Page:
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A SWIFT kick

One of the clear trends of the last five years has been increasing international surveillance, especially by or on behalf of the US. Foreign visitors to the US now are welcomed with demands for fingerprints and other biometrics; airlines flying to the US are required to hand over passenger data even before the plane pushes back; and, behind the scenes, the cooperative that handles interbank transfers within Europe has been sending the US Treasury department banking records that the average European citizen almost certainly assumes are confidential.

This week, the Article 29 group – a panel of European Commissioners for Freedom, Security, and Justice – ruled that the interbank money transfer service SWIFT (Society for Worldwide Interbank Financial Telecommunication) has failed to respect the provisions of the EU Data Protection directive by transferring personal financial data to the US in a manner the press release describes as "hidden, systematic, massive, and long-term."

It doesn't sound like much when you say that a few people brought a complaint about an obscure organization to an equally obscure branch of the EU government and won. It sounds like a lot more when you say that a few people brought a complaint that, upheld, means that the European financial world will have to change their behavior.

The transfers are part of anti-terrorist programs put in place after the September 11, 2001 attacks to allow American intelligence agency analysts to spot funds being sent to finance terrorists. The problem is that, under EU law, the Data Protection Directive forbids the transfer of personal data to countries that do not have the same level of protection in place; the US is most certainly in that category. Simon Davies, executive director of Privacy International, says the goal in making the complaint that led to the Article 29 group's decision was not to stop all data transfers. "The data should be transferred when there's some level of evidence," he says. What PI objected to was the lack of oversight from anyone outside the cooperative, which is owned by the many private companies – banks, brokers, investment managers, and corporations.

"Now that we know SWIFT was acting illegally," says Davies, "the aim is to bring SWIFT and the banks to account, first by establishing a meaningful oversight mechanicsm, and second by bringing some transparency to the whole arrangement." Part of Privacy International's involvement was, together with the American Civil Liberties Union, to prepare a report on the involvement of consulting firm Booz Allen Hamilton, which is SWIFT's supposedly independent auditor but which, according to the report, has been deeply involved with American surveillance programs for the last ten years. Booz Allen told the New York Times that it rejected PI's charges.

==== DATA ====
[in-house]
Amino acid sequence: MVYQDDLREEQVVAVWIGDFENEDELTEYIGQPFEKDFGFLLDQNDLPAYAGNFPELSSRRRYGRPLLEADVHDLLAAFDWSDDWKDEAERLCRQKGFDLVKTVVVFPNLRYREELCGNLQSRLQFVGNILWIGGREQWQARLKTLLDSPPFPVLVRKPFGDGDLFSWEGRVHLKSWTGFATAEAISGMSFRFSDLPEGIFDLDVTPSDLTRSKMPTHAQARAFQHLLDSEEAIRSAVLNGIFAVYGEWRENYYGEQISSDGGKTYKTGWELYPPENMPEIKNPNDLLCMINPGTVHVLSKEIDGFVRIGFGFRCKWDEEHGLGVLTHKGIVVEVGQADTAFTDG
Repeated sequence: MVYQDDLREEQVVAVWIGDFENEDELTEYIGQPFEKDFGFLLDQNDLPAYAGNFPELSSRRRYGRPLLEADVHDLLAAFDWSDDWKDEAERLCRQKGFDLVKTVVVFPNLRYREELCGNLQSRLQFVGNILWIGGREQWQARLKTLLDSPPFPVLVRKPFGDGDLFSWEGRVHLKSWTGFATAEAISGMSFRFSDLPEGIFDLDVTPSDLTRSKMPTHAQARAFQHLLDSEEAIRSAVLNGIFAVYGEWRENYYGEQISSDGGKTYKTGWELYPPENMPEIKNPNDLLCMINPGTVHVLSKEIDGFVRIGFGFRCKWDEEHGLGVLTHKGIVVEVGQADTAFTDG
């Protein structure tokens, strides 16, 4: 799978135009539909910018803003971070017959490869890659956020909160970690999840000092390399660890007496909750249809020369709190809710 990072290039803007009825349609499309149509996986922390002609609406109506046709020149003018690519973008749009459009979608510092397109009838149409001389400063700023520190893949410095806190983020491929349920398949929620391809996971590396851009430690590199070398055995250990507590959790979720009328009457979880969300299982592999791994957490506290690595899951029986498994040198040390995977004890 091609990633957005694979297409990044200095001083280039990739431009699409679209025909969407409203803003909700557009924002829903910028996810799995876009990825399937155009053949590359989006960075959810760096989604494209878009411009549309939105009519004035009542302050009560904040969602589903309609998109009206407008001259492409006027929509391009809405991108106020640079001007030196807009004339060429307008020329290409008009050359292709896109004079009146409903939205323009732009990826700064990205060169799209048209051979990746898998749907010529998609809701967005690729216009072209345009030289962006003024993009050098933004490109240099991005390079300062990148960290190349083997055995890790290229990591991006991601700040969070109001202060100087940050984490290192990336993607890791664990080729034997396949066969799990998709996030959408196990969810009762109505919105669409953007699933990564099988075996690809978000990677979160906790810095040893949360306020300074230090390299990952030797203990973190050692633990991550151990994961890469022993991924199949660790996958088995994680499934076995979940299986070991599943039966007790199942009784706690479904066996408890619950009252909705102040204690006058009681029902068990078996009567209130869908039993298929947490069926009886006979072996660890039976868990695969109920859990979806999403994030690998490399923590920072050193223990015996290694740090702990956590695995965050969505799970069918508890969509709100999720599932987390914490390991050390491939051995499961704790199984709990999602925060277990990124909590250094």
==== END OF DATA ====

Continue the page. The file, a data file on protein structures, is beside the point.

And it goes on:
PI's next step, Davies says, will be to contact the banks to ask what they intend to do or have done to comply with the decision. Under the law, they have 30 days to reply. "At the end of the 30 days, unless they provide evidence that they have complied, we then follow up with a second round of complaints to all commissioners worldwide." The US, of course, has no data protection commissioner – and even if it did, the transfers are legal there – so the list Davies is talking about is all the EU countries, Canada, Hong Kong, Australia, New Zealand, and a smattering of others.

"What they do depends on their powers in each country," says Davies, noting that "the UK is particularly weak." Unlimited fines can be imposed, should the commissioners so choose. "If SWIFT doesn't make an adult decision to deal with the situation, then it's up to member banks to use their voting rights within SWIFT to force change."

Meanwhile, he says, "SWIFT is also stuck. They have to comply with subpoenas issued by US authorities." Otherwise, SWIFT would be incurring criminal liability.

Davies' belief is that what's needed is either a truly independent oversight body or perhaps a former judge, to review proposed data transfers and ensure they comply with the law.

That, of course, is not what the US wants; Jane Hovarth, chief privacy and civil liberties officer for the US Department of Justice, told the recent international conference of data protection officers that the US does, too, have privacy laws, and that everyone should get together and agree on some kind of global data law. Under EU law, however, the US would have to raise its privacy protections to EU standards before sending data there would be legal.

This seems unlikely, but you never know. A couple of years ago, when the EU had the choice of honoring data protection law or sending the US government all the airline passenger data it wanted – the EU caved and sent the passenger data. Still, in this era when people seem willing to justify almost any amount of privacy invasion with the words "anti-terrorism", it was heartening to read the Working Party's final comment on the whole thing:

"The Working Party recalls that any measures taken in the fight against crime and terrorism should not and must not reduce standards of protection of fundamental rights which characterise democratic societies."

It's up to us to make them stick to that.

Wendy M. Grossman’s Web site has an extensive archive of her books, articles, and music, and an archive of all the earlier columns in this series. Readers are welcome to post here, at net.wars home, at her personal blog, or by email to netwars@skeptic.demon.co.uk (but please turn off HTML).


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